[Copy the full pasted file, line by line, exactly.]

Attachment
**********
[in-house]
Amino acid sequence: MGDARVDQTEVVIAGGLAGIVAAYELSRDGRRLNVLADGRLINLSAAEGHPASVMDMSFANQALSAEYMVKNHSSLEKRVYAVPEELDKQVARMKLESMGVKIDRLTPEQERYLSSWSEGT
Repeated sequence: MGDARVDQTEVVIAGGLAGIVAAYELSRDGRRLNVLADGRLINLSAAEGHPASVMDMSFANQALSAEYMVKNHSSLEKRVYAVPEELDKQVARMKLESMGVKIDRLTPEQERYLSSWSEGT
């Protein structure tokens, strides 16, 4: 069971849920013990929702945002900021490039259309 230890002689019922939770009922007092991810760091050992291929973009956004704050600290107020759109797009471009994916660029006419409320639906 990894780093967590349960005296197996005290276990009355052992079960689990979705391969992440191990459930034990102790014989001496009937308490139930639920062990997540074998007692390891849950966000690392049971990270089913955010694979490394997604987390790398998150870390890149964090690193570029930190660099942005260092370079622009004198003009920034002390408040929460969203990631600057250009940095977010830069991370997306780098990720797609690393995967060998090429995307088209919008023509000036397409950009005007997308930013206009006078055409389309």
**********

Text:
[in-house]
Amino acid sequence: MGDARVDQTEVVIAGGLAGIVAAYELSRDGRRLNVLADGRLINLSAAEGHPASVMDMSFANQALSAEYMVKNHSSLEKRVYAVPEELDKQVARMKLESMGVKIDRLTPEQERYLSSWSEGT
Repeated sequence: MGDARVDQTEVVIAGGLAGIVAAYELSRDGRRLNVLADGRLINLSAAEGHPASVMDMSFANQALSAEYMVKNHSSLEKRVYAVPEELDKQVARMKLESMGVKIDRLTPEQERYLSSWSEGT
């Protein structure tokens, strides 16, 4: 069971849920013990929702945002900021490039259309 230890002689019922939770009922007092991810760091050992291929973009956004704050600290107020759109797009471009994916660029006419409320639906 990894780093967590349960005296197996005290276990009355052992079960689990979705391969992440191990459930034990102790014989001496009937308490139930639920062990997540074998007692390891849950966000690392049971990270089913955010694979490394997604987390790398998150870390890149964090690193570029930190660099942005260092370079622009004198003009920034002390408040929460969203990631600057250009940095977010830069991370997306780098990720797609690393995967060998090429995307088209919008023509000036397409950009005007997308930013206009006078055409389309």